Counteraction may be taken against Russian ban on tomatoes, minister says

DAILY SABAH WITH AA
ISTANBUL
Published 09.08.2017 23:43

Turkey may need to take reciprocal measures against Russia's restrictions on the import of tomatoes and other produce, Economy Minister Nihat Zeybekci said yesterday.

Speaking to businessmen in Ankara, Zeybekci said there were still lingering issues on the export of Turkish tomatoes to Russia and that restrictions were in place for other vegetables, as well.

Despite some concrete steps taken to normalize relations with Russia, the minister reminded that the bans on the export of certain products are still in force, therefore, the two countries have not yet reached the pre-November status in foreign trade.

"We have not ensured the ease of visa procedures. As for transportation, even though Russia allows Turkish logistics companies to conduct transportation operations and drive trucks in the country, the high visa fees make it difficult to benefit from this permit," Zeybekci said.

Stating that tomatoes have become the symbol of the fresh vegetables and fruit related to exports to Russia, the minister noted that the restrictions on other products are also ongoing. He also emphasized that the ministry faces certain pressure from exporters because of the tomato ban, which compels the ministry to consider taking countermeasures.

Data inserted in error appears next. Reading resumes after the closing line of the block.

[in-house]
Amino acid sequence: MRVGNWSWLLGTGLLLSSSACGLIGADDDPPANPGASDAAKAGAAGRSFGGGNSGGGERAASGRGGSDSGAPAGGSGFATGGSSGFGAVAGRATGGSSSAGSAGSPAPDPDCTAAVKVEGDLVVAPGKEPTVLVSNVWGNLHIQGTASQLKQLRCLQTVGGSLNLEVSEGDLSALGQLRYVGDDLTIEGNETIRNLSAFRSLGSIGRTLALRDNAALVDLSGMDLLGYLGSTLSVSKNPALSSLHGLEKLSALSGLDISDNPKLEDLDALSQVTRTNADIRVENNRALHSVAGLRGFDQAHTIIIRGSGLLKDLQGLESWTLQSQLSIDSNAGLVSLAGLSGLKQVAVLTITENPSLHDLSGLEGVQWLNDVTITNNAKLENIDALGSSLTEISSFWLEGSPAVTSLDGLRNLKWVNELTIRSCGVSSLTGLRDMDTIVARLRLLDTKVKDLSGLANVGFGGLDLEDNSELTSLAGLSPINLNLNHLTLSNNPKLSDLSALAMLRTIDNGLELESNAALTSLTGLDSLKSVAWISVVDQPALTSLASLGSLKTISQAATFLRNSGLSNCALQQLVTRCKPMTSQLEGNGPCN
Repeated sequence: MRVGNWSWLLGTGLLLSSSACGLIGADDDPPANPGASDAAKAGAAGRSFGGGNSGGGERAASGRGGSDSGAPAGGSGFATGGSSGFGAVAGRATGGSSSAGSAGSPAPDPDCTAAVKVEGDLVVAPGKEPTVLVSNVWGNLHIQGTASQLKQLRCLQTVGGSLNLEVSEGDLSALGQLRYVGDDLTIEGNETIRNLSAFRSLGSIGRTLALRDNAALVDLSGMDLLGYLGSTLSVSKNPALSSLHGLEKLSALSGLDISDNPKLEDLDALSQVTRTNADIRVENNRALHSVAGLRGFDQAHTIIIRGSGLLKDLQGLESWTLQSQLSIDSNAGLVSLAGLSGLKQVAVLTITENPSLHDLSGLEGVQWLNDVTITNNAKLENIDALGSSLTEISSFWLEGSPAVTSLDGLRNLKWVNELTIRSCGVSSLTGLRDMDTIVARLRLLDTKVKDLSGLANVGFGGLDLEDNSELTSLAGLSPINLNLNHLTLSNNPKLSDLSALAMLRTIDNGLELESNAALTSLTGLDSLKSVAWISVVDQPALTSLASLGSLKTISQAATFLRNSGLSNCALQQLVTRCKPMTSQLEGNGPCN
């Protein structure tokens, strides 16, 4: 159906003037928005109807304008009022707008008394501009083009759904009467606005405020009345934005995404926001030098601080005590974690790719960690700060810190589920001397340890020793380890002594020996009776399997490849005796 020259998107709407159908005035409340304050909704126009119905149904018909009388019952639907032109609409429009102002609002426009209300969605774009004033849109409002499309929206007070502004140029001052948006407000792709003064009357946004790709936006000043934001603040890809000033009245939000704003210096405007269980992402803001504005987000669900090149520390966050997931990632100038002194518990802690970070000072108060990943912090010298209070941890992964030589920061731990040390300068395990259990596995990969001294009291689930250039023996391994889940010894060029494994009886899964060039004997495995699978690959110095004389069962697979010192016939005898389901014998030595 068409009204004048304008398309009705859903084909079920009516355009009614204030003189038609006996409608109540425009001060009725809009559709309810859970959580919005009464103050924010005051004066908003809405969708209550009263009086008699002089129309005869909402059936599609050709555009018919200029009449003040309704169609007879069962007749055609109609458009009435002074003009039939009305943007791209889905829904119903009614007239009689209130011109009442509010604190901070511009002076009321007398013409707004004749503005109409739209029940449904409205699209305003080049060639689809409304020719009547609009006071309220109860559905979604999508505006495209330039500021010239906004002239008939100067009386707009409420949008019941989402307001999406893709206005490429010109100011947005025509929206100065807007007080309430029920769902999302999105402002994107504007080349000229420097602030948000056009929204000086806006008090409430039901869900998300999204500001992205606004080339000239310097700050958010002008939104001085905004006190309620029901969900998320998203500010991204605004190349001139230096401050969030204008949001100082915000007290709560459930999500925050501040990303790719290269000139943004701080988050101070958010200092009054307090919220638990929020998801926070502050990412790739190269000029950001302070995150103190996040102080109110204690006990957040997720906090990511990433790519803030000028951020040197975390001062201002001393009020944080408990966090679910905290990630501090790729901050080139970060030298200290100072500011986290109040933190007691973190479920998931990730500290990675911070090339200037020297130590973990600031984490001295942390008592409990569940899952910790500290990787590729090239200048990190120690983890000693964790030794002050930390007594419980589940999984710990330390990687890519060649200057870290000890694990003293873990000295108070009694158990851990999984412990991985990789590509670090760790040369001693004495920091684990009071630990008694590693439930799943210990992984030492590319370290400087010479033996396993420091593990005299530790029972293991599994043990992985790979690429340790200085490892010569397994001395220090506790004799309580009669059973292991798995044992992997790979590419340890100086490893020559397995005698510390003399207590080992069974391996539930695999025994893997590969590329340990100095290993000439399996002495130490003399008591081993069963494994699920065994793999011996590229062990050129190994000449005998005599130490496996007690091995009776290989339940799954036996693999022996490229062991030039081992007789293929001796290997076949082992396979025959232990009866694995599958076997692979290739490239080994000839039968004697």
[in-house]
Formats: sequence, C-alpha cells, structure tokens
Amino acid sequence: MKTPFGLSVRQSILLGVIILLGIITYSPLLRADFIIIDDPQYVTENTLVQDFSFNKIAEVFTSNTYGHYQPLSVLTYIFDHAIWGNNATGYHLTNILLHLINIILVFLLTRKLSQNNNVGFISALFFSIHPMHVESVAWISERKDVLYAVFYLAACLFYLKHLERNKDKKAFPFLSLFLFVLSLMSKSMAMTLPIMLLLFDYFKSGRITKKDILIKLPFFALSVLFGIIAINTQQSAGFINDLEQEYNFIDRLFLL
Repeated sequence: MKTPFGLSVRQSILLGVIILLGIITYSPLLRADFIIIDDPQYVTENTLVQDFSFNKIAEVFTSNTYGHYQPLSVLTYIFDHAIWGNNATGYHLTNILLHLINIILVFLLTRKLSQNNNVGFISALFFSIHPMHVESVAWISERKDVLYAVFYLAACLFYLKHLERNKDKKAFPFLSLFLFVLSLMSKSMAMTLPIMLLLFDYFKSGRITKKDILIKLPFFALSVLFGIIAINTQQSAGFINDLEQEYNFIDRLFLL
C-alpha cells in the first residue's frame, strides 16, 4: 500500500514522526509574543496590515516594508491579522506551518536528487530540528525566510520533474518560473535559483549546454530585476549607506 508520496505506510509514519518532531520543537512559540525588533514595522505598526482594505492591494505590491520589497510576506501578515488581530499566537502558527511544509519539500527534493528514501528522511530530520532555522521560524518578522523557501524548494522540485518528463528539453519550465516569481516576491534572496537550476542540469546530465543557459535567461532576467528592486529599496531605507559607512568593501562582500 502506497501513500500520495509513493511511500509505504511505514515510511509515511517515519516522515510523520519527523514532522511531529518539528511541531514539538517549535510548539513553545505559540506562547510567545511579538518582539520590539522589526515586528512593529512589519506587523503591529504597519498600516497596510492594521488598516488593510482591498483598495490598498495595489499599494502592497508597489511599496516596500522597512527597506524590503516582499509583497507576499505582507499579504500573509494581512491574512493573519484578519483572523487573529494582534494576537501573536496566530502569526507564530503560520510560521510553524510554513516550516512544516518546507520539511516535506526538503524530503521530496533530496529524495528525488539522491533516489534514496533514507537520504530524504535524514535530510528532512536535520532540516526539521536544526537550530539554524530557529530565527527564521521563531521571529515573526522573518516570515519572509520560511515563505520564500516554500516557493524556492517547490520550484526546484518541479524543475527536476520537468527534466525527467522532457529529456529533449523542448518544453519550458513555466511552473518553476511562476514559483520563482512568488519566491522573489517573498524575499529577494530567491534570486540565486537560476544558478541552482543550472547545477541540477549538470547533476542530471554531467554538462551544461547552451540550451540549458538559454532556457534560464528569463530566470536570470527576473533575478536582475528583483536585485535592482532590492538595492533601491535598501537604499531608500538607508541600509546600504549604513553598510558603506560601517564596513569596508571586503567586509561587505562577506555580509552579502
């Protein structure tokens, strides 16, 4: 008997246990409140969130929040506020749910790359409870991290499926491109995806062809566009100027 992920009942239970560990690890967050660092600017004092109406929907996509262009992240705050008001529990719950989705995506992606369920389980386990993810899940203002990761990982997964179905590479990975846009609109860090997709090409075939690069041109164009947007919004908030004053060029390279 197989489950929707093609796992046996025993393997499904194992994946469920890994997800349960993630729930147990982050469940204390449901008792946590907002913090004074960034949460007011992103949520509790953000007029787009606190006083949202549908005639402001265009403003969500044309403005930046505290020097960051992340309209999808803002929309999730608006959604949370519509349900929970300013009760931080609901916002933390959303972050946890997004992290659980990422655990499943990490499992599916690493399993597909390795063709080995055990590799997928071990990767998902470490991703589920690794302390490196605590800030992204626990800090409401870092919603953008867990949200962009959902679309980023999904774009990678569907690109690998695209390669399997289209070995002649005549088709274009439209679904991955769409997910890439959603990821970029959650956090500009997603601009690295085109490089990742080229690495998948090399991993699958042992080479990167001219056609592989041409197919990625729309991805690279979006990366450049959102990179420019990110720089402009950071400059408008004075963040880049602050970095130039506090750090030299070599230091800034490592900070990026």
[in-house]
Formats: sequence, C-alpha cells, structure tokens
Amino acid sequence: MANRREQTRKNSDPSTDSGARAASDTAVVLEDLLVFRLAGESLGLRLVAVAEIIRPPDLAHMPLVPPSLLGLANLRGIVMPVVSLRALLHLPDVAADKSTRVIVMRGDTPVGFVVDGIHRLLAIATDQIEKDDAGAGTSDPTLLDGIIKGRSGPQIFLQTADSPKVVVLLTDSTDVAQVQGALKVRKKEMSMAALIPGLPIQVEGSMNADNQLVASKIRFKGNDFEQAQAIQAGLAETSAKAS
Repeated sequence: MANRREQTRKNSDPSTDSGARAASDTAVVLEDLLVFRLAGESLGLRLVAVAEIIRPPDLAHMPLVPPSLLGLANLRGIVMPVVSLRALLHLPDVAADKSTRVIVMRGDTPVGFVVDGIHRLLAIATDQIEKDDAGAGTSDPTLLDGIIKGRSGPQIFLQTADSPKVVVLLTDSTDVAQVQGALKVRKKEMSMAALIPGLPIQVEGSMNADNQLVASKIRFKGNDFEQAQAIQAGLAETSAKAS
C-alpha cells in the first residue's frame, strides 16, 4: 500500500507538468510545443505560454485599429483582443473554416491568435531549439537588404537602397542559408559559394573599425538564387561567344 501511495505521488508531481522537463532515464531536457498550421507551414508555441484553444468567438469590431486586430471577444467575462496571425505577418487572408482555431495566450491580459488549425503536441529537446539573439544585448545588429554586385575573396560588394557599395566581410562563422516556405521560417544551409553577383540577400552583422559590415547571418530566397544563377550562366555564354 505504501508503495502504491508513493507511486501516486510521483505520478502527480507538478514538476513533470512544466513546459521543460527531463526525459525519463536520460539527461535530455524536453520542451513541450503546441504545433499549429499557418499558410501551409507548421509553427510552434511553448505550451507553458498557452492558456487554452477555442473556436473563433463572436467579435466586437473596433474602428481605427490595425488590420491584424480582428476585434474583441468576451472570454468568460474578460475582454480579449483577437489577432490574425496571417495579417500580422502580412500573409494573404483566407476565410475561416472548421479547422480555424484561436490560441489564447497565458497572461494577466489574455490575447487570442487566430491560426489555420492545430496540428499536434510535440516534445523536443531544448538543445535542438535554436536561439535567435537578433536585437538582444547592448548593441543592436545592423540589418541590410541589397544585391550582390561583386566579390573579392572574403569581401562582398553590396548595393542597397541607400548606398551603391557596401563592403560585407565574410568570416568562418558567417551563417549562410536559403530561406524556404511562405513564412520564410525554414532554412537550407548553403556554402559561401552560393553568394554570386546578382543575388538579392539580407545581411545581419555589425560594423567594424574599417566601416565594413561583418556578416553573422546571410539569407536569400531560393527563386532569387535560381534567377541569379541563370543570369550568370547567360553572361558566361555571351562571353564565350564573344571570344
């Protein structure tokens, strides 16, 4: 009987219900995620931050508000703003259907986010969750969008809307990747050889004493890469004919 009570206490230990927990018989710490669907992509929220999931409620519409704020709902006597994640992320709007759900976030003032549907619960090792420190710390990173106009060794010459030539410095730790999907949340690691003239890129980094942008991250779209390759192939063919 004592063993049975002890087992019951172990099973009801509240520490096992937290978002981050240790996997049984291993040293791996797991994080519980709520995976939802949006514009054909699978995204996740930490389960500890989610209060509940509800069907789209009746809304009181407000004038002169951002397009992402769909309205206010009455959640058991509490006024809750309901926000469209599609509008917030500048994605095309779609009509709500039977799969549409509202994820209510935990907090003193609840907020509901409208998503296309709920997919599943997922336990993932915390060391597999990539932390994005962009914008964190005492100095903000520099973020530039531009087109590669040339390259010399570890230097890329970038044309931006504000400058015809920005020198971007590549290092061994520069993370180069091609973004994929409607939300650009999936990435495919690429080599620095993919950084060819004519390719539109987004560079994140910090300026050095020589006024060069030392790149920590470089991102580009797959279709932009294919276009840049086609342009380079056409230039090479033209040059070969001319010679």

Emphasizing that Turkey wants to make progress and take positive steps with Russia, Zeybekci said: "That is why I think the negotiations in İzmir on Aug. 17, 18 and 19 are important. We have no expectations about tomatoes because of the different statements of their two ministries. We do not want to hear the ‘ban' word regarding tomatoes and similar products, such as meat and dairy products."

Russia banned Turkish tomato imports after Turkey shot down a Russian fighter jet near the Syrian border in 2015. Ties between Ankara and Moscow have largely normalized since, though the ban remains in place.

In early June, Russia relaxed its trade sanctions levied on Turkey in the aftermath of the jet downing. In a statement, the government said Russian Prime Minister Dmitry Medvedev had signed a decree lifting the ban on some agricultural produce along with Turkish companies involved in construction, engineering and tourism. The resolution removed frozen chicken and other poultry byproducts, as well as cucumbers, gherkins and fresh fruits from the list of blocked products, the government said. It also lifted the ban on Turkish construction, design, engineering and tourism-related companies.

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